[Eye under an electron microscope Image by Peter Westenskow, staff scientist at Lowy Medical Research Institute (LMRI) and research associate at The Scripps Research Institute (TSRI); Malcolm R. Wood, director of Core Microscopy at TSRI; and Martin Friedlander, president of LMRI and professor at TSRI.]
Moments of wonder in my childhood took place in discovering life in ponds and forests on edge of suburbia where I lived. Those same feelings emerged again as I was exposed to biology in school. I remember one assignment where we were asked to take a sample of pond water and bring it to class. We took a single drop of that water and placed it under a microscope; I could not believe my eyes! An entire world of life within that single drop of water! A similar reaction occurred at university on a regular basis as I would look under a microscope in my histology (the microscopic study of tissues) class. There was an incredible order and complexity of tissues whether they were in the heart, the gut, or the muscle. But nothing prepared me for what I would see as I looked at a cross section of an eye, even at the highest magnification the eye’s layers were perfectly straight!
This leads us back to Dawkins’ and his specific arguments for claiming that the modern synthesis (ie. Natural selection coupled with random mutation) is sufficient to take the place of a watchmaker or designer in nature. He is not shy in “taking the bull by the horns” because his first example, following Paley’s lead, is the eye. Paley had argued that the human eye had the same basic parts as the telescope and that this invention had a maker so the eye, the far greater “invention”, had to have had a creator (See Natural Theology pp.20 – 28). Dawkins, after describing some of the wondrous advances in our understanding of how the eye works, said not so fast. He could explain the eye by appealing to slight modifications over time.
His reasoning goes like this: while it would be impossible to imagine an organ like the eye appearing all at once, it is conceivable that many very slight mutations of an organism’s DNA could lead from no eye to a fully functional eye if each mutation gave a slight advantage. (Blind Watch Maker pp 77 – 79). It sounds reasonable, and picking up on Darwin’s enthusiasm for unguided evolution Dawkins states there is “not a single case known to me of a complex organ that could not have been formed by numerous successive slight modifications. I do not believe that such a case will ever be found.” (Blind Watchmaker pg 128) I agree with Dawkins statement but not his argument for the following reason.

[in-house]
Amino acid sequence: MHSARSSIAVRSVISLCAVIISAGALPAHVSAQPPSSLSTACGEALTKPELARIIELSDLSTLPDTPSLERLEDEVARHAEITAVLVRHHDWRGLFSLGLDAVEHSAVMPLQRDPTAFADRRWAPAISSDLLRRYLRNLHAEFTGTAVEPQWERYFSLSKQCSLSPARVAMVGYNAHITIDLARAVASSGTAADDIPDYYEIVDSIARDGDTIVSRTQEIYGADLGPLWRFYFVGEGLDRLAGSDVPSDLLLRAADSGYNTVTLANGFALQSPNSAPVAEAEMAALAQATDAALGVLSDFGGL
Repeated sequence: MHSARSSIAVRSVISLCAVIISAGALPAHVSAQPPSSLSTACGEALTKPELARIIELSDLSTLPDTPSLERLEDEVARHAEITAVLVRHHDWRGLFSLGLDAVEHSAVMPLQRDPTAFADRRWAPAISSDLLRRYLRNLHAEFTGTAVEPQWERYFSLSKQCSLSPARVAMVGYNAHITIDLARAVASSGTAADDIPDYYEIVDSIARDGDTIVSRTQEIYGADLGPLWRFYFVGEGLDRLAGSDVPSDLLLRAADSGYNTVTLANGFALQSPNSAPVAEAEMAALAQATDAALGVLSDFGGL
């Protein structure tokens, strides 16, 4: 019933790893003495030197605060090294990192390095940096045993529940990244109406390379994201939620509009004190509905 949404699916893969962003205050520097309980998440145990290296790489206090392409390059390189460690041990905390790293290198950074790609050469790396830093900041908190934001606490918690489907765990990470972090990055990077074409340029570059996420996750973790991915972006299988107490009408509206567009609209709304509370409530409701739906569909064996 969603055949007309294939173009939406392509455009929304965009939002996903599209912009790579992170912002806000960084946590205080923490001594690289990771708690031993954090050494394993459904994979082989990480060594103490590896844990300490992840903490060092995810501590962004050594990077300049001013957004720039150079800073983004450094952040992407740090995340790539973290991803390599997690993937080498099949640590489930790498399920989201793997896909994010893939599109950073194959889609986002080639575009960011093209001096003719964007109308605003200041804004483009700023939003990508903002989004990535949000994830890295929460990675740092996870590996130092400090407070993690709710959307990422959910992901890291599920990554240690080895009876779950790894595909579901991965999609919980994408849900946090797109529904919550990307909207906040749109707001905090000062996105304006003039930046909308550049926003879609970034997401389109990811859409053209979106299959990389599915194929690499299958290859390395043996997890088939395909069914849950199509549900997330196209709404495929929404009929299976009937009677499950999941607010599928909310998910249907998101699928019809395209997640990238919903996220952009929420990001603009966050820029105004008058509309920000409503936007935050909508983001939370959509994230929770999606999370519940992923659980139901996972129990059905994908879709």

He has just given his blind watchmaker not only sight, but foresight. Let me explain. He asks us to imagine how a complex eye could evolve little by little over time. We think about it and find that it is actually quite easy to imagine such a scenario. But of course what this actually does is to remove the blinders from the watchmaker. By asking us to imagine how an eye could form from nothing to what we see with today, he is asking us to fill the role of the watch maker. His proof does not demand blind chance but an active imagination. In addition to this, by having us consider the origin of the eye, the watchmaker also has a target to aim for. Indeed, a remarkably precise target, a fully formed and functional eye. You can therefore see why Dawkins could never find a complex organ that “could not have” been achieved by slight modifications. His argument is based on engaging our minds in an exercise in intention and invention. But the result is not a blind watchmaker but a moot point.
The blind watchmaker he wants us to “believe in” has neither goal nor direction. In other words he wants us to believe that the eye and all its nearly infinite presumed precursors came about, and were preserved, by accident. Further, that the eye with its near perfect functioning was entirely unintentional. In Dawkins’ own words:
“Natural selection is the blind watchmaker, blind because it does not see ahead, does not plan consequences, has no purpose in view.” (BW 28)
Can you believe that, I wonder?